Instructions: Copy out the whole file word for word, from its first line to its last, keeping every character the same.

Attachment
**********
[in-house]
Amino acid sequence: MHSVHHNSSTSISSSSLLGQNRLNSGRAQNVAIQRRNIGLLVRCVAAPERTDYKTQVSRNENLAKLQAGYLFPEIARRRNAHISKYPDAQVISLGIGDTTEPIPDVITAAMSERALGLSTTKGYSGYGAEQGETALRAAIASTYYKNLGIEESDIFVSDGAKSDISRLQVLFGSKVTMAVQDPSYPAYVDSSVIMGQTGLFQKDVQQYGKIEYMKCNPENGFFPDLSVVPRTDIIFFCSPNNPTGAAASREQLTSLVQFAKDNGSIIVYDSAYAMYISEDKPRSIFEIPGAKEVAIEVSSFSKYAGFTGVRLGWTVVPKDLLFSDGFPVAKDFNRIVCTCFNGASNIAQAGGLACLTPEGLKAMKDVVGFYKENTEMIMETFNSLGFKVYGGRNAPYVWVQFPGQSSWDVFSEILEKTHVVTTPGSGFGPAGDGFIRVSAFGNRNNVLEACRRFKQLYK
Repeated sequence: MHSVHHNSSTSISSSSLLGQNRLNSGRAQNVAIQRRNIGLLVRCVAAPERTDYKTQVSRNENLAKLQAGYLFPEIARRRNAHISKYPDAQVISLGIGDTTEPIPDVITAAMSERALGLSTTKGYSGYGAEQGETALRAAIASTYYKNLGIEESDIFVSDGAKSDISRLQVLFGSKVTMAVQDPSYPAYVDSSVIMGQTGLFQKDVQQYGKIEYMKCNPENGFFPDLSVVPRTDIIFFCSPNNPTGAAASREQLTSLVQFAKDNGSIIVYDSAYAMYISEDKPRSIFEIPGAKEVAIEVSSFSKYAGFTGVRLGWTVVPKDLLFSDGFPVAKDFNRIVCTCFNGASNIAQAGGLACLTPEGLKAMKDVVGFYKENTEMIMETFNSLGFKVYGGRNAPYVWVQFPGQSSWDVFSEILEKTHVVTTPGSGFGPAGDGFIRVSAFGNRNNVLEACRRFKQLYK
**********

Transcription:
[in-house]
Amino acid sequence: MHSVHHNSSTSISSSSLLGQNRLNSGRAQNVAIQRRNIGLLVRCVAAPERTDYKTQVSRNENLAKLQAGYLFPEIARRRNAHISKYPDAQVISLGIGDTTEPIPDVITAAMSERALGLSTTKGYSGYGAEQGETALRAAIASTYYKNLGIEESDIFVSDGAKSDISRLQVLFGSKVTMAVQDPSYPAYVDSSVIMGQTGLFQKDVQQYGKIEYMKCNPENGFFPDLSVVPRTDIIFFCSPNNPTGAAASREQLTSLVQFAKDNGSIIVYDSAYAMYISEDKPRSIFEIPGAKEVAIEVSSFSKYAGFTGVRLGWTVVPKDLLFSDGFPVAKDFNRIVCTCFNGASNIAQAGGLACLTPEGLKAMKDVVGFYKENTEMIMETFNSLGFKVYGGRNAPYVWVQFPGQSSWDVFSEILEKTHVVTTPGSGFGPAGDGFIRVSAFGNRNNVLEACRRFKQLYK
Repeated sequence: MHSVHHNSSTSISSSSLLGQNRLNSGRAQNVAIQRRNIGLLVRCVAAPERTDYKTQVSRNENLAKLQAGYLFPEIARRRNAHISKYPDAQVISLGIGDTTEPIPDVITAAMSERALGLSTTKGYSGYGAEQGETALRAAIASTYYKNLGIEESDIFVSDGAKSDISRLQVLFGSKVTMAVQDPSYPAYVDSSVIMGQTGLFQKDVQQYGKIEYMKCNPENGFFPDLSVVPRTDIIFFCSPNNPTGAAASREQLTSLVQFAKDNGSIIVYDSAYAMYISEDKPRSIFEIPGAKEVAIEVSSFSKYAGFTGVRLGWTVVPKDLLFSDGFPVAKDFNRIVCTCFNGASNIAQAGGLACLTPEGLKAMKDVVGFYKENTEMIMETFNSLGFKVYGGRNAPYVWVQFPGQSSWDVFSEILEKTHVVTTPGSGFGPAGDGFIRVSAFGNRNNVLEACRRFKQLYK